This book was incredibly tedious. It was like Holden Caulfield and Charles Dickens had a horrible ugly child. Not only is the style repetitive to the point of frustration, but the narrator is a total pile of crap. He is selfish and completely unaware of anyone else in his life having feelings or desires. He assumes that all the men who accompany his sisters are paid escorts, because who could possibly find middle-aged women attractive. He believes that his sweetheart allowed herself to be sent t ...more
If I could find one word to describe this novel it would be removed. In fact this word is used in abundance by the author and ad nauseam throughout the entire novel in all forms - remove, removed, removal and removing.

The first removal of the Carter family was when their societal status and their beloved home in Nashville is taken away from them by their father. Mr. Carter is conned and disgraced by his dear friend Mr. Shackleford and the family must move from Nashville to the other, and consid
Oct 15, 2015 rated it liked it
I guess you can count me in the camp of people who wonder why this book was selected to win the Pulitzer Prize. Admittedly, it presents a slice of unfamiliar life in America, specifically Tennessee, circa the early-1930s. This is a fictional reflection by a man who left a domineering father to move to New York City. He is summoned back to Memphis, his family’s adopted city, several times during the book, particularly when his father is planning to remarry at the age of 81. His two spinster siste ...more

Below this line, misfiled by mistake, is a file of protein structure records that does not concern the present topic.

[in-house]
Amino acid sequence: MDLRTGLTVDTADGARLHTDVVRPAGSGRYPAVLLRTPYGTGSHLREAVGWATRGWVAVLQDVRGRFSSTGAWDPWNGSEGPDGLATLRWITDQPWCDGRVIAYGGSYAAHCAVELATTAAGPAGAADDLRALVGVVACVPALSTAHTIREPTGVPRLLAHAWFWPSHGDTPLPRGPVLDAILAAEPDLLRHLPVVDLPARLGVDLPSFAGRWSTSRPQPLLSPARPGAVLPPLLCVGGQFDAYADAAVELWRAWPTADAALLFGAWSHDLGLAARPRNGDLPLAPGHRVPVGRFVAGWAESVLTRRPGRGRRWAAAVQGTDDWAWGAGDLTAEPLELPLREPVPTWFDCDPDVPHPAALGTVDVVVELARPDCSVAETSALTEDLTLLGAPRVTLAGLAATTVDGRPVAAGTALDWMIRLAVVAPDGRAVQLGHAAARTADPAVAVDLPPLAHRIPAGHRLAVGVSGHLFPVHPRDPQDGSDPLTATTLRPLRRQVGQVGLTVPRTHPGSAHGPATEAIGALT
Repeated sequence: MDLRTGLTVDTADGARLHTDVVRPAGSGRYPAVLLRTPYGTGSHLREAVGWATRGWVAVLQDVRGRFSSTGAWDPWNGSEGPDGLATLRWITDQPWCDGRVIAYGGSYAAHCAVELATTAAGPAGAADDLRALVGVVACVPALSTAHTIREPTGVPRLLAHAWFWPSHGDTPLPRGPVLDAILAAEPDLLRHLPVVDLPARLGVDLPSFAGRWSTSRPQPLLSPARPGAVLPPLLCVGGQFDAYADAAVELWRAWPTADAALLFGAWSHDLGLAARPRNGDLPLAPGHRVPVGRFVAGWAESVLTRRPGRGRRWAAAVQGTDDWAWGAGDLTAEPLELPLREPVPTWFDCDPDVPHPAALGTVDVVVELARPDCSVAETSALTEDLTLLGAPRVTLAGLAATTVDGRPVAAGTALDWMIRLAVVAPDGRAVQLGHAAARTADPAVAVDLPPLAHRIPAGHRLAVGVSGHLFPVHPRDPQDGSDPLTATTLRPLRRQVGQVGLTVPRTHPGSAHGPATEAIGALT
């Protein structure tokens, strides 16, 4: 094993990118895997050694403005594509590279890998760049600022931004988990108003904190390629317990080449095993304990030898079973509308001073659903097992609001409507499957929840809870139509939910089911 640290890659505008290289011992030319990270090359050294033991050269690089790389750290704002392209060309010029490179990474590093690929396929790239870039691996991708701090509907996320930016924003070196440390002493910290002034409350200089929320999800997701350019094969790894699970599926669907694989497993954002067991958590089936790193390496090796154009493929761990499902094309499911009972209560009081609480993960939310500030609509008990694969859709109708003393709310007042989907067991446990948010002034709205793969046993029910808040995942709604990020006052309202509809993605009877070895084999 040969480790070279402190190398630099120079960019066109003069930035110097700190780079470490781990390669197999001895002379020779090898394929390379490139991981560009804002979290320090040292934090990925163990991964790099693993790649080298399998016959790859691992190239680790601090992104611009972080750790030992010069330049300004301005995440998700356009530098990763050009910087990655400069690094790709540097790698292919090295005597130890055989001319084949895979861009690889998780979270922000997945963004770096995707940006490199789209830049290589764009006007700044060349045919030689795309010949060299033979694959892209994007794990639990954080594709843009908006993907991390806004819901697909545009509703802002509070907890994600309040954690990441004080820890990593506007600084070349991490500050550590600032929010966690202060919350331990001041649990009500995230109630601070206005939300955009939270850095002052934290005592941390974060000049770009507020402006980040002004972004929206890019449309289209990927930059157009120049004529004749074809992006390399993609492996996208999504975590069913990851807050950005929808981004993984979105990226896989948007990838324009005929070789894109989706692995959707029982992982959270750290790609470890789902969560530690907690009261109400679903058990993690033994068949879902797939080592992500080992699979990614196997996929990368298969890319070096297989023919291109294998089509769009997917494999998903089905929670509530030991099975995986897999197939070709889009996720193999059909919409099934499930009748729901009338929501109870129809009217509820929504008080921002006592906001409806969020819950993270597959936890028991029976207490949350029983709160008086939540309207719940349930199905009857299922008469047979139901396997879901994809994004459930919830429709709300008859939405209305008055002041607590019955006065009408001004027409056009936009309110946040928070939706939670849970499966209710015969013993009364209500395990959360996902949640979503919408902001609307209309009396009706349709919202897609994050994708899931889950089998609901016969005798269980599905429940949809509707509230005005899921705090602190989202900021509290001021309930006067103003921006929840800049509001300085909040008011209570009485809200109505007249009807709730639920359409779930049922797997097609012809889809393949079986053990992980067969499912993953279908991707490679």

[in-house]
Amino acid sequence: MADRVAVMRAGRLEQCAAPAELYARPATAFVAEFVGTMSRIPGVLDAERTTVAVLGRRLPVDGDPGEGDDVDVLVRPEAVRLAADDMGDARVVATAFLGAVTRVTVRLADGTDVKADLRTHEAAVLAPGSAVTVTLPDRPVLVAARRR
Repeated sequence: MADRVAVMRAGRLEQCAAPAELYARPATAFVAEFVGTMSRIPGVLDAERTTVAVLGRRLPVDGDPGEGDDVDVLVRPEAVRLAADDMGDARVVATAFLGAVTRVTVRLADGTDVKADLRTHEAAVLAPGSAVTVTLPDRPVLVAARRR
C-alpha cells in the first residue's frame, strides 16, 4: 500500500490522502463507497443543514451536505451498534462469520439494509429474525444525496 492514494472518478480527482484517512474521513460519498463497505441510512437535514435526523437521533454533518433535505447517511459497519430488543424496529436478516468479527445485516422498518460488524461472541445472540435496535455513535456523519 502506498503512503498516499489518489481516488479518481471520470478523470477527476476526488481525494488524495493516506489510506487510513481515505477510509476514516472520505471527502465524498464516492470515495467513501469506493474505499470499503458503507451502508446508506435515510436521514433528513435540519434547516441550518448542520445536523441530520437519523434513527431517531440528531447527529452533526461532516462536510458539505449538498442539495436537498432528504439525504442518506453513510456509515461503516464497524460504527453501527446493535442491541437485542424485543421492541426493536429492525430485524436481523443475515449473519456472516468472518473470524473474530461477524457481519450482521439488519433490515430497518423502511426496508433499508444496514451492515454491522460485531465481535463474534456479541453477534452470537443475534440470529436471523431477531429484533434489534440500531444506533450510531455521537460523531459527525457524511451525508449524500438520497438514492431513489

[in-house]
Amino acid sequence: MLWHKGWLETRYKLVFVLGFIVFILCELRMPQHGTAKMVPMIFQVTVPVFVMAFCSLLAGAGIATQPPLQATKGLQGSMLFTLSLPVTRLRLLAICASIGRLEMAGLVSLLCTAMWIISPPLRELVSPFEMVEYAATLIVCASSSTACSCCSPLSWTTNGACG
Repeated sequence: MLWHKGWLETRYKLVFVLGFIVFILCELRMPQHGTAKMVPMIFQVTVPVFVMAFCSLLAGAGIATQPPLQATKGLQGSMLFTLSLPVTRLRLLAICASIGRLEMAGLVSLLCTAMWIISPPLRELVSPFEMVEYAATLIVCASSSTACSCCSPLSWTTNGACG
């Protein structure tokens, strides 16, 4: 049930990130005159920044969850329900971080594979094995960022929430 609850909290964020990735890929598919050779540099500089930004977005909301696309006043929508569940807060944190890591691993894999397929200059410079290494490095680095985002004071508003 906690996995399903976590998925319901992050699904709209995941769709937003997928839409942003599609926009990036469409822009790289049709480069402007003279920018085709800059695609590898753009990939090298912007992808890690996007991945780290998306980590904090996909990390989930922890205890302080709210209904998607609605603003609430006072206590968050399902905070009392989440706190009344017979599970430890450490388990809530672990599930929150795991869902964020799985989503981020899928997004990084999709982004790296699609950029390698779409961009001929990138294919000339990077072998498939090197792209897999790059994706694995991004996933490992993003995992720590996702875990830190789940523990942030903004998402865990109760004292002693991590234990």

Kelly_Hunsaker_reads ...
Feb 15, 2018 rated it really liked it
Shelves: pulitzer
This is a beautifully written book about family and both the love and pain they inflict upon us. It is about perspective and how each of us sees the same thing differently, which is why each adult sibling in a family can remember the same facts and events very differently from one another. It is about the pain of the loss of a parent, and the shock of seeing your long-married parent with someone new. It is about aging... it is about death... it is about life. These characters are true to real li ...more
Sunshine Moore
Sep 11, 2013 rated it it was ok
I am bewildered. I feel empty inside as if I just spent an hour watching tele novellas. Was there actually a story in that heap of recollections? They moved, and it messed up their relationships and the kids are bitter about it. Ok. They never grow out of it. The father makes up with the guy who was the reason for the move. He dies. This story is like driving through Kansas. Sorry, Kansas.

Midpoint review:
I find this book boring but not slow. He just keeps dancing around the same set of events ov
Joanna Mounce
If you reflected deeply on your life, but you left out anything that's at all interesting and you mostly thought about your dad's wardrobe, that'd be this book.
Book Concierge